Spin This!

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May 4, 2007
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#9
I have kept my phone a virgin. Not that I wouldn't love to have some of those third party apps installed but I am not going to risk bricking my phone
The unlock software actually modifies the modem's baseband firmware—so you're really modifying the hardware in this case—but you can easily remove 3rd party applications via restore. I haven't heard of anyone actually bricking their iPhone installing just 3rd party applications.

If you haven't tried 3rd party applications, now might be the time... I'd guessing Apple's newest software will break "jailbreaking" and use much the same methods of restore as the iPod Touch.
 

brinox

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Actually they're not....

care to back your statement up?

it is my understanding that we as consumers in the US are allowed to unlock our phones without reprimand from those we bought our phone from, and those which carry support with.
 

petalmom

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care to back your statement up?

it is my understanding that we as consumers in the US are allowed to unlock our phones without reprimand from those we bought our phone from, and those which carry support with.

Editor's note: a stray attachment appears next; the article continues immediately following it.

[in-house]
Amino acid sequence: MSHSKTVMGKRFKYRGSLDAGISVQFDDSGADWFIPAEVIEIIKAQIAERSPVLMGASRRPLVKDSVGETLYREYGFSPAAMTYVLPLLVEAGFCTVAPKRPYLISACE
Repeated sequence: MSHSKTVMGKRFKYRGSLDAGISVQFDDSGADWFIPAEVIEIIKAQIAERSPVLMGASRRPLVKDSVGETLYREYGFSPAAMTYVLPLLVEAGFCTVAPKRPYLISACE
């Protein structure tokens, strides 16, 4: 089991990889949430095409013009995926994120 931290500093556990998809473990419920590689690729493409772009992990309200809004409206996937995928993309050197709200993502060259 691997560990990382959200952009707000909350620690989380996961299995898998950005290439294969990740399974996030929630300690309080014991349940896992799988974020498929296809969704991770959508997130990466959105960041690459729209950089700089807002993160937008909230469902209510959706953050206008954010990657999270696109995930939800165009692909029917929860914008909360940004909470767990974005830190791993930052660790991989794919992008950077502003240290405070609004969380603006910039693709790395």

Care to back up yours? I've been curious about this for some time. Can you provide a link to this so called "law" or provide any details about it?
 

Spin This!

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After doing a little research on the DMCA and the ruling in November about repealing some its restrictions, the best "nutshell" I found was this article:

Whether this [phone unlocking] was even legal to do so was a gray area until a ruling by the U.S. Copyright Office last November. That decision made it legal for cell phone users to break the software "lock" placed on their phones and move them from one carrier to another.

But it doesn't prevent a cellular company from locking phones, as in Apple and AT&T's case, nor does it require them to unlock it for you...
So there you go. What the hackers/unlockers are doing isn't illegal but it does void any warranty they had in the first place.
 

Prelector

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Sep 6, 2007
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#13
Care to back up yours? I've been curious about this for some time. Can you provide a link to this so called "law" or provide any details about it?
If you'd been curious, a simple google search (cell phone unlock legal) would have turned up a plethora of hits directly on topic.